Pamilya by Ryan Jara
Ryan Jara has always been passionate about making art, finding joy and quiet contemplation in applying paint on canvas and, in the process, crystalizing his vision. But for years, painting had to take a backseat as he needed to prioritize the urgent concerns of his family. Such a sacrifice is known to many Filipinos everywhere (think of the overseas Filipino workers who take care of other people’s children so they can send money back home), but its ubiquity doesn’t diminish the pain when it is oneself that confronts this reality. After all, one is delaying fulfillment that one has been pursuing for years. Not to mention the fact that the world may already be different place when one is ready to rejoin it.
In Pamilya, Jara’s solo exhibition, the artist chose to celebrate the family members (that also extend to friends) to whom he has offered to sacrifice part of his life. The show, itself, is a family portrait, featuring Jara’s parents, siblings, wife and child, and the tight knit of friends who saw him during this dark period of his life. As an acknowledgment of his own past predicament, the show highlights the self-portrait, “Downtime,” that chronicles the emotional and psychological toll that Jara went through for not being able to practice his craft.
Rather than painting them descriptively, Jara chose to employ a Cubist approach in order to capture the many sides—literally and figuratively—of his subjects. Certain facial features are enlarged (particularly the eye, which is the window of the soul), while others are minimized. Their respective backgrounds are a jumble of curvilinear shapes that also hew to Cubist ethos. The style is a way to elevate the people important in Jara’s life to one of the most recognizable idioms of visual art. They are not just family members depicted but seen through the prism of a long artistic tradition.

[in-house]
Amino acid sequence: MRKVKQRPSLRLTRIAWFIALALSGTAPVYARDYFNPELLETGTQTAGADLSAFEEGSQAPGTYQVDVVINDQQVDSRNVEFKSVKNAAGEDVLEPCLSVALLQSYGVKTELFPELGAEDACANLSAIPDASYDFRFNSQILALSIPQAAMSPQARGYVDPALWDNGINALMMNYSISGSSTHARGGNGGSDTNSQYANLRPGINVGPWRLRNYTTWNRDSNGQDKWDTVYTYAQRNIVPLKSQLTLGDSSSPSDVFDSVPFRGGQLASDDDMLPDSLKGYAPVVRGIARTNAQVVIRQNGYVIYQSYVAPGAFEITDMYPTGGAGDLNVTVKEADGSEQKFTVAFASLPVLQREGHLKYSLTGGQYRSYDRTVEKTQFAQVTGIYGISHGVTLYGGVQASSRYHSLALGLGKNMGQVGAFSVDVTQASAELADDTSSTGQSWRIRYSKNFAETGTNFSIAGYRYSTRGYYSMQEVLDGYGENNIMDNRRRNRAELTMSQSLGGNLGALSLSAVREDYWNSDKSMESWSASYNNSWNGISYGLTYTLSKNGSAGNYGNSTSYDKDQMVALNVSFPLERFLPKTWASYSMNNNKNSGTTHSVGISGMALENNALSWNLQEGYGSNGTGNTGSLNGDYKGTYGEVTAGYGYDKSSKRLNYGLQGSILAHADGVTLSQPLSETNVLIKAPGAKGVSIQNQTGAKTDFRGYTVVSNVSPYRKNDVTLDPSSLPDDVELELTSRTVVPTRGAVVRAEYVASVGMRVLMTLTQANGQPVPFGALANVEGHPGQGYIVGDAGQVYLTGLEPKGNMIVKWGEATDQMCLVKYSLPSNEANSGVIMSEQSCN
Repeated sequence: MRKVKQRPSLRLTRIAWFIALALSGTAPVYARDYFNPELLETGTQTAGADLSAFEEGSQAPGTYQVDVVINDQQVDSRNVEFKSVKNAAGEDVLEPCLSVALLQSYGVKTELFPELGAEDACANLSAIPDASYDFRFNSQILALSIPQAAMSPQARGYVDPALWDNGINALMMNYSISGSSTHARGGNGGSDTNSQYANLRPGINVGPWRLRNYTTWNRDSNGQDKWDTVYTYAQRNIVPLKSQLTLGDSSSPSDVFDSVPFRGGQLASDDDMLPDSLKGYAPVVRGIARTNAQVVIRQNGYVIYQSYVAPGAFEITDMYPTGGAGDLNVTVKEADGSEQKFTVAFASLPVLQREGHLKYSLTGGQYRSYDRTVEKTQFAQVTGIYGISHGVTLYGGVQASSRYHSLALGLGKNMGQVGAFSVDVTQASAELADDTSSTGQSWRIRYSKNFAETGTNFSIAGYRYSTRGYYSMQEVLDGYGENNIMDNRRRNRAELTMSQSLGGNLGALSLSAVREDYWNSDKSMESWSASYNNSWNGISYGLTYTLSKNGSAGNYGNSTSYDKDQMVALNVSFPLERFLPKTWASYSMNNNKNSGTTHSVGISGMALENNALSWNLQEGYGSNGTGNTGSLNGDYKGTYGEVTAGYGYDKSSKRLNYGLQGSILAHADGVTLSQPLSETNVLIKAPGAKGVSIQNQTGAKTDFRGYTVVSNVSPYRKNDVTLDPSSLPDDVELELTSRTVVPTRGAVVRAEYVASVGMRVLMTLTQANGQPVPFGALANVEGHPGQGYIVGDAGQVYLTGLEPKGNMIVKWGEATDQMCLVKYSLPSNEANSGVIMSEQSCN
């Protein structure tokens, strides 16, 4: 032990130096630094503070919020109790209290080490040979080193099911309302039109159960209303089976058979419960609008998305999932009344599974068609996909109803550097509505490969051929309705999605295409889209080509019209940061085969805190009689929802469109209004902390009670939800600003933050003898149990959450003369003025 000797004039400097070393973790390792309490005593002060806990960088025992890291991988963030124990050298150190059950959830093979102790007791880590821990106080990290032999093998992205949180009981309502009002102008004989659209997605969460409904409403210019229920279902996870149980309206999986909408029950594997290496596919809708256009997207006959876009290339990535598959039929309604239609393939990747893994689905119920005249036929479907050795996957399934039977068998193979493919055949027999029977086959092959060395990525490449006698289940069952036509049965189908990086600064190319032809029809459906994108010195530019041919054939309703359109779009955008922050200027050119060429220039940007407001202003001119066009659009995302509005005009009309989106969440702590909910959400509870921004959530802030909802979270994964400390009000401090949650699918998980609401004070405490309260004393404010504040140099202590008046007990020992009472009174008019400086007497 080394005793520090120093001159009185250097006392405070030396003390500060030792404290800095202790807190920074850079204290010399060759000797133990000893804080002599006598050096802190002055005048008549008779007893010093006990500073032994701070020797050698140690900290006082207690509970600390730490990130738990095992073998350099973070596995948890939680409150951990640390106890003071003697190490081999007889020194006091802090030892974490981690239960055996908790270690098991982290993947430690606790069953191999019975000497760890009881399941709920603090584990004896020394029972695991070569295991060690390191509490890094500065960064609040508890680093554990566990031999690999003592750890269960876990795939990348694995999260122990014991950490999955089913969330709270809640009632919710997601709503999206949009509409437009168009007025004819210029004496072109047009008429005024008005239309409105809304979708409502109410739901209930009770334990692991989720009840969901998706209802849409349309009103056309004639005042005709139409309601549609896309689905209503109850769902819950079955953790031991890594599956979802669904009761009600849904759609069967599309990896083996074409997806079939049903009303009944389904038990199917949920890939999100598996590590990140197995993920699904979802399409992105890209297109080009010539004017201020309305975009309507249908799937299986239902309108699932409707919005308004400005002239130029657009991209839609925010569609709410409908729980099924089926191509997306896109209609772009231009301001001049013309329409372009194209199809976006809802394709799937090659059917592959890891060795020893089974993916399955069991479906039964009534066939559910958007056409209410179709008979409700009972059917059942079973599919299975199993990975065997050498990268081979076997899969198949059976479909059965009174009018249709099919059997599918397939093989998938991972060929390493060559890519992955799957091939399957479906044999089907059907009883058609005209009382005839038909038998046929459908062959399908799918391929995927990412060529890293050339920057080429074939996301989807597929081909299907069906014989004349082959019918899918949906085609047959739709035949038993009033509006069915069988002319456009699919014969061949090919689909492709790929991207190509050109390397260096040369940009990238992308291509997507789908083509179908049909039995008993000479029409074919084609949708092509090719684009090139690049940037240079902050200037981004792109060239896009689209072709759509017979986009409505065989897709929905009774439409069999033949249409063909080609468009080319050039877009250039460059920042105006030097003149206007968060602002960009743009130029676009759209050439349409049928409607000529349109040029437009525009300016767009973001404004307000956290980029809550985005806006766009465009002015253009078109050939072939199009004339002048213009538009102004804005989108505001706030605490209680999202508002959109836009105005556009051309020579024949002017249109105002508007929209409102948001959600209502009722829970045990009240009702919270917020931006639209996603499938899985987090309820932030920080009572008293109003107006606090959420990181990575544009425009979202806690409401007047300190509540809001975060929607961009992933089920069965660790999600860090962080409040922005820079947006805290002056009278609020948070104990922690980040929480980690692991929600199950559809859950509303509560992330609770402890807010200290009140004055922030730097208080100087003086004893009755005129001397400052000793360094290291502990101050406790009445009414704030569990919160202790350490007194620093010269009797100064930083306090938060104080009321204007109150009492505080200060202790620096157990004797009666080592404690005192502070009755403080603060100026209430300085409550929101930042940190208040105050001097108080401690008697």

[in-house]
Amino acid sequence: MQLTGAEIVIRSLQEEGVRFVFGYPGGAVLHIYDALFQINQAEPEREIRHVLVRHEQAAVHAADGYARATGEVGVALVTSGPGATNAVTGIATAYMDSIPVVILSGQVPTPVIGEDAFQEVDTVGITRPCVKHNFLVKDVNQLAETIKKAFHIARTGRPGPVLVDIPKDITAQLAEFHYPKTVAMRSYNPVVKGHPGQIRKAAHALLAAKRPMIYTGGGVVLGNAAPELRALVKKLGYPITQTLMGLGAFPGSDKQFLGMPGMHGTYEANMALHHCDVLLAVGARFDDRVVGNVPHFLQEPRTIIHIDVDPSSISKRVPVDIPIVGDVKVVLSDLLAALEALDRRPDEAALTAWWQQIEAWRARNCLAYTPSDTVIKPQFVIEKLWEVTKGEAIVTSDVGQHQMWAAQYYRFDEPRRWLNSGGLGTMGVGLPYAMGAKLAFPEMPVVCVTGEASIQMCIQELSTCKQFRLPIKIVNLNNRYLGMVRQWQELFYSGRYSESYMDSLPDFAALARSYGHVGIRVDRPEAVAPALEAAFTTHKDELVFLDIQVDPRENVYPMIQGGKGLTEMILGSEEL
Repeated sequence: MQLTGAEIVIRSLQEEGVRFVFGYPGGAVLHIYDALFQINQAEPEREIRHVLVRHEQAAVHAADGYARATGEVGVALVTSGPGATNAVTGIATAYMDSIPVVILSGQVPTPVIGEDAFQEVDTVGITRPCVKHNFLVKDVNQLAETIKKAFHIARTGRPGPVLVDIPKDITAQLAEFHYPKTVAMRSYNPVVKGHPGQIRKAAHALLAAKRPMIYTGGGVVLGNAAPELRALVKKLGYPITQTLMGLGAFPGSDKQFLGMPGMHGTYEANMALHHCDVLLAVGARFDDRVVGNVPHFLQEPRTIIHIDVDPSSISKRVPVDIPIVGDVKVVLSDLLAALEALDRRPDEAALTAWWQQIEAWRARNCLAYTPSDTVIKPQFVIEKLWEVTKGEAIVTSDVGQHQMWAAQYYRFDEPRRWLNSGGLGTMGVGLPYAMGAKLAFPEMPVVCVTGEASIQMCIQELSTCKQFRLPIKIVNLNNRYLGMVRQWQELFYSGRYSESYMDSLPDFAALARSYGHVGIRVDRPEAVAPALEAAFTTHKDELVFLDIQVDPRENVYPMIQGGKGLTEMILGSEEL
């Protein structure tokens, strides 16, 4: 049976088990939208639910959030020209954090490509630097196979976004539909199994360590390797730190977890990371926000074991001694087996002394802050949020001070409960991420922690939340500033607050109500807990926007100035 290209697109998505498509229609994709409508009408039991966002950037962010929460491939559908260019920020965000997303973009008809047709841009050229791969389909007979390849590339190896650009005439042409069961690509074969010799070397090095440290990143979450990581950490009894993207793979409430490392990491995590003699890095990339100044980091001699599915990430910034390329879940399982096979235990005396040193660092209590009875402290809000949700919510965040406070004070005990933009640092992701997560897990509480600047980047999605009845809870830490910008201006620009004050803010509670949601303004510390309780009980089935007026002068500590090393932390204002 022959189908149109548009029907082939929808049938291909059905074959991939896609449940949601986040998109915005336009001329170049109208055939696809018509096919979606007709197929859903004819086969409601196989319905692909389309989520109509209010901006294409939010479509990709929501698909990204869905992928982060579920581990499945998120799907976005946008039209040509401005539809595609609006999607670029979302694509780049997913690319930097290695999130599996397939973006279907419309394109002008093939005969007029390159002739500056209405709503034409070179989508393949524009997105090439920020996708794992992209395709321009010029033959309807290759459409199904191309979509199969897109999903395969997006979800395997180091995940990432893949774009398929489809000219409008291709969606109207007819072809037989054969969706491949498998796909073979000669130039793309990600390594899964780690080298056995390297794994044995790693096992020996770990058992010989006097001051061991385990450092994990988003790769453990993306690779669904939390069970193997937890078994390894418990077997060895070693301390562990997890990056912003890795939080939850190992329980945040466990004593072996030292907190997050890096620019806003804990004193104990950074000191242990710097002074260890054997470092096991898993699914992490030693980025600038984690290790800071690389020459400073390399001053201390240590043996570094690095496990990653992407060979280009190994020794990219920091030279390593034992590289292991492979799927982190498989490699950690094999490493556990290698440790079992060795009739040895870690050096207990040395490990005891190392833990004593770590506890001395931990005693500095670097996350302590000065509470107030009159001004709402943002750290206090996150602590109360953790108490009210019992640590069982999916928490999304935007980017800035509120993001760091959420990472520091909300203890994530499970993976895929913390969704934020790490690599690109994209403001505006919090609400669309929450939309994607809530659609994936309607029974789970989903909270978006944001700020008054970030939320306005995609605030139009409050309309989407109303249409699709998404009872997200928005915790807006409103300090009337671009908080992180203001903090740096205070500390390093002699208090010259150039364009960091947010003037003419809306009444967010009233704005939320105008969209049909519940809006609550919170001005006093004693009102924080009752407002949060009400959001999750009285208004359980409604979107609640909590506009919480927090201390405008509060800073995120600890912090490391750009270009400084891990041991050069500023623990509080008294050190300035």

Aside from Jara’s unique figuration, each of the subjects possesses an attribute that defines an aspect of his or her personality. For instance, Jara’s mother holds a heart-shaped locket that contains the photos of his children who are her treasures; the father is remarkable with his newspaper boy hat and a pipe as he continues to dream big for the family; the brother, who loves singing in videoke, carries a mic; another brother, perceived as serious, has a pen kept in his shirt pocket; while another brother, a musician, strums a guitar. Their togetherness is what binds Jara’s own family and select group of friends who have kept him company through all these years.
Pamilya is a touching portrait of Jara’s affinities, which connect to the larger tradition in which the family comes first, even before oneself. There is no tone of bitterness to the compositions, only a sincere generosity towards those who are near and dear to him. As a homage, the exhibition makes us also think about the people who serve as the reason why we persist in life. Whatever has transpired in the past, the exhibit shows that Jara has successfully overcome it and is, in fact, drawn his inspiration from the very people who have made his burden light.
-Carlomar Arcangel Daoana